The U.S. government has agreed to pay $300,000 to an Egyptian man who sued after he was detained for nearly a year following the Sept. 11 attacks, his lawyer said.
The settlement was filed Monday in federal court in Brooklyn, said attorney Haeyoung Yoon, who represents Ehab Elmaghraby. She said she believed it was the first settlement involving claims from people detained after Sept. 11.
"Despite the fact that the U.S. admitted no wrongdoing, they are compensating Mr. Elmaghraby for the injuries he suffered," Yoon said.
Voicemail boxes for the Department of Justice were full Monday night and could not accept messages from The Associated Press.
Elmaghraby, a former restaurant worker, was held at the Metropolitan Detention Center in Brooklyn from October 2001 until August 2002, Yoon said. He was cleared of allegations he had terrorist ties but was deported in August 2003 after pleading guilty to credit card fraud.
The settlement, first reported by The New York Times, must be approved by a federal judge. A case against the government by another former detainee, Pakistani immigrant Javaid Iqbal, continues.
In a lawsuit filed in August 2004, the men claimed their rights were violated in U.S. custody and sought compensatory damages. They argued the government would not let them appeal their solitary confinement in a special unit of the detention center.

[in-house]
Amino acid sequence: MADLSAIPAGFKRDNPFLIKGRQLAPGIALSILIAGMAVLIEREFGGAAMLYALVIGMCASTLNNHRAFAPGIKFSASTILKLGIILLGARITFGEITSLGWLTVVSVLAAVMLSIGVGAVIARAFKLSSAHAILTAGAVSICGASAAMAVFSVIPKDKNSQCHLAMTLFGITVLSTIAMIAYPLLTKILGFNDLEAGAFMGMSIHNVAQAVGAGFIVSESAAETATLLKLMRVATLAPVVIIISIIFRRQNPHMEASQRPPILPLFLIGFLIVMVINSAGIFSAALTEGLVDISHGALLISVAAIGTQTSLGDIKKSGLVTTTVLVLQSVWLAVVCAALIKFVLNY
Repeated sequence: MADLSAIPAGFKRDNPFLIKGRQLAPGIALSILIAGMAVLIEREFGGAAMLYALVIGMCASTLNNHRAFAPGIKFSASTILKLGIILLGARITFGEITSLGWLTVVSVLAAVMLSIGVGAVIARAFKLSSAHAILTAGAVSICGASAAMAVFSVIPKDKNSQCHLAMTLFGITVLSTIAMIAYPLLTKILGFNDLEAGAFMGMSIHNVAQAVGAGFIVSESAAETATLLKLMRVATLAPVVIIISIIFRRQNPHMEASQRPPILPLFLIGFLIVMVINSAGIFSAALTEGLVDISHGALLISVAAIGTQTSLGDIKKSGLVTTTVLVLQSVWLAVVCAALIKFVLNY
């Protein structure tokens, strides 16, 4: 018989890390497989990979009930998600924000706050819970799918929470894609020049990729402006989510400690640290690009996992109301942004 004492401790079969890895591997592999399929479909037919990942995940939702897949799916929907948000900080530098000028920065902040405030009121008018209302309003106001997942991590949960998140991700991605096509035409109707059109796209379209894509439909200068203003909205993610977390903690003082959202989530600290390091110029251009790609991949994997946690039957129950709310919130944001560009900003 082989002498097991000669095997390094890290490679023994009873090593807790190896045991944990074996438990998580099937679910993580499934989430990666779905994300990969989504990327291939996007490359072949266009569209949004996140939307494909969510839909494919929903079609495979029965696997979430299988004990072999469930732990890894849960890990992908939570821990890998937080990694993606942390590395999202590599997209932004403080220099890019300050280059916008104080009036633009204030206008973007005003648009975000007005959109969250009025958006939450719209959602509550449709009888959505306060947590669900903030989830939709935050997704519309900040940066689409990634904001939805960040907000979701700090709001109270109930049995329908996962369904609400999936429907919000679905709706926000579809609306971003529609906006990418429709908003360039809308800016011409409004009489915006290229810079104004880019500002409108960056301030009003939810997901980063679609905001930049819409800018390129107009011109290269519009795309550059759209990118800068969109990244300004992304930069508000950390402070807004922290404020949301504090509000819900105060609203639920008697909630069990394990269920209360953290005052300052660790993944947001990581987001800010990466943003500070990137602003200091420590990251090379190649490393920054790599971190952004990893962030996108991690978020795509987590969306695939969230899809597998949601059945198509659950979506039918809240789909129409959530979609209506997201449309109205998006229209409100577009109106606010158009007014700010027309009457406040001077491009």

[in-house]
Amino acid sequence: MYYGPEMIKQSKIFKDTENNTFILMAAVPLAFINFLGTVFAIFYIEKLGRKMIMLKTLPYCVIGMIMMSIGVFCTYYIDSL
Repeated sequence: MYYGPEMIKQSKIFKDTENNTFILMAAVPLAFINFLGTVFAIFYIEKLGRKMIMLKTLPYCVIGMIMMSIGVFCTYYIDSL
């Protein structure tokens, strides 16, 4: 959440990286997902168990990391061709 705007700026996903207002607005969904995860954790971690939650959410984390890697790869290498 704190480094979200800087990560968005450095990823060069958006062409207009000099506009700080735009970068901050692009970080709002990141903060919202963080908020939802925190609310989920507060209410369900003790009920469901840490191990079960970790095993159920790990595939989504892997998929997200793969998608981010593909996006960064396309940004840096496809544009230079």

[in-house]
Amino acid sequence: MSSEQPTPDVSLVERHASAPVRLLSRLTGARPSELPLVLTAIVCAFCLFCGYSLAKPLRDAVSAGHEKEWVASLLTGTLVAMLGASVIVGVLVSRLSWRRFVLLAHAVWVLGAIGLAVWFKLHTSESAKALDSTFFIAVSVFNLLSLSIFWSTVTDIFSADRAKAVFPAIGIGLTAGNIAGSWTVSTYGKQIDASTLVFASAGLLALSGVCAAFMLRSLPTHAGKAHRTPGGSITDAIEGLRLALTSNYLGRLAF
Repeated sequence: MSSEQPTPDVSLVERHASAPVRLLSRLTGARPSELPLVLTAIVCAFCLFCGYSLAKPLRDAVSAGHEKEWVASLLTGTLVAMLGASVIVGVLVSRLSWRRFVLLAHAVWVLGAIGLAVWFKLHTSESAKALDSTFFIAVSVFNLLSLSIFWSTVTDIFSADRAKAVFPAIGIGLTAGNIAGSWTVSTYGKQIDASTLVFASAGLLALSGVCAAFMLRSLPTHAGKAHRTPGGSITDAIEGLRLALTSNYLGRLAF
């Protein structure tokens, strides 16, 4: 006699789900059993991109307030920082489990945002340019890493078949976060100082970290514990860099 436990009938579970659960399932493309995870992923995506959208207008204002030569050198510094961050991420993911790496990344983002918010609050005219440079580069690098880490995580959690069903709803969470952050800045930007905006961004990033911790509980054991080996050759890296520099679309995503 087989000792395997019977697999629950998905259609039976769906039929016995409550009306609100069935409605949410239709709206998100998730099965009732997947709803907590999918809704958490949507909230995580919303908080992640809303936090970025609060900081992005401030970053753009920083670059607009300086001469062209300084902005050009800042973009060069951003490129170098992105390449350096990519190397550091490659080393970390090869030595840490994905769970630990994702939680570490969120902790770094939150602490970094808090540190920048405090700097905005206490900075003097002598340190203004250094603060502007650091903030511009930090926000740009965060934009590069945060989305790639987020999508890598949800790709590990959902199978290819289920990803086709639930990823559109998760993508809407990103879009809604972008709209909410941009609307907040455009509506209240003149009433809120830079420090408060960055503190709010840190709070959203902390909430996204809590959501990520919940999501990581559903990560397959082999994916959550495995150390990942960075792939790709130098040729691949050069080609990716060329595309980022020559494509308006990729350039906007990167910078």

The lawsuit named former U.S. Attorney General John Ashcroft and other high-ranking federal officials.
The men said they were shackled, shoved into walls, punched and called various epithets. They also alleged they were kept in solitary confinement for 23 hours a day and denied adequate meals and medical care.
Yoon said his client was subjected to repetitive strip searches and was violated during a body-cavity search. His thyroid condition was misdiagnosed as asthma, she said. Elmaghraby wanted to continue with the lawsuit but settled because of mounting medical costs, she said.
In September, a federal judge rejected Ashcroft's attempt to block the men's lawsuit by claiming that the threat of terrorism exempts the government from following peacetime regulations.
More than 80 men were classified as suspected terrorists and held in high-security cells at the Brooklyn facility between Sept. 14, 2001, and Aug. 27, 2002.
A separate class-action lawsuit was filed in Brooklyn federal court in 2002 on behalf of hundreds of detainees in Brooklyn and New Jersey.
In that lawsuit, the Center for Constitutional Rights alleged that Ashcroft and other officials subjected prisoners to excessively harsh conditions though they had not been charged with crimes.